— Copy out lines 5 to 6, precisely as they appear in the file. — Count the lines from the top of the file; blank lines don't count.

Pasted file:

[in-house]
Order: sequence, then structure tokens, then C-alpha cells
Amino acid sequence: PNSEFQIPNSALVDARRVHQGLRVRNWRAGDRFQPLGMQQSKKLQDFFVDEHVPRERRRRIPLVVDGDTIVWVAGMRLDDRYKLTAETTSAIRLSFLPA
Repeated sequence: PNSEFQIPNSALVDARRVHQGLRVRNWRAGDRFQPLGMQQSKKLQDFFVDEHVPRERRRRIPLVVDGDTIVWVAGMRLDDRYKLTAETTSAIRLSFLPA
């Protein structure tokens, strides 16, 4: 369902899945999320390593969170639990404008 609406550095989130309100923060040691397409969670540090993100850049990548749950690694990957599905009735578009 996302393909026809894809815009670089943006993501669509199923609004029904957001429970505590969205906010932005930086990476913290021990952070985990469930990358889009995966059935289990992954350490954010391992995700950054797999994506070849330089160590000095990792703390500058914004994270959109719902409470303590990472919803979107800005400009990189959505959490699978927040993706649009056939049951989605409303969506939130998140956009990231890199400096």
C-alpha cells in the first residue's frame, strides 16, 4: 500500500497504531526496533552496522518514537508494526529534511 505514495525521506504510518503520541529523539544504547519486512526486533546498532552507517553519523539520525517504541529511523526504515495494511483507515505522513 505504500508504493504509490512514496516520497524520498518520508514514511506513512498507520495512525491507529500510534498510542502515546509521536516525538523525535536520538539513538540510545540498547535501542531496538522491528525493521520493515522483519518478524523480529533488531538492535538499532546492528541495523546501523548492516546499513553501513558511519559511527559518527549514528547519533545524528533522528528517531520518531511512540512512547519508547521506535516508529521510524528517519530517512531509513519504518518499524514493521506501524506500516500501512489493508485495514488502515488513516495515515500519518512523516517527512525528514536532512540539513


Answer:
């Protein structure tokens, strides 16, 4: 369902899945999320390593969170639990404008 609406550095989130309100923060040691397409969670540090993100850049990548749950690694990957599905009735578009 996302393909026809894809815009670089943006993501669509199923609004029904957001429970505590969205906010932005930086990476913290021990952070985990469930990358889009995966059935289990992954350490954010391992995700950054797999994506070849330089160590000095990792703390500058914004994270959109719902409470303590990472919803979107800005400009990189959505959490699978927040993706649009056939049951989605409303969506939130998140956009990231890199400096």
C-alpha cells in the first residue's frame, strides 16, 4: 500500500497504531526496533552496522518514537508494526529534511 505514495525521506504510518503520541529523539544504547519486512526486533546498532552507517553519523539520525517504541529511523526504515495494511483507515505522513 505504500508504493504509490512514496516520497524520498518520508514514511506513512498507520495512525491507529500510534498510542502515546509521536516525538523525535536520538539513538540510545540498547535501542531496538522491528525493521520493515522483519518478524523480529533488531538492535538499532546492528541495523546501523548492516546499513553501513558511519559511527559518527549514528547519533545524528533522528528517531520518531511512540512512547519508547521506535516508529521510524528517519530517512531509513519504518518499524514493521506501524506500516500501512489493508485495514488502515488513516495515515500519518512523516517527512525528514536532512540539513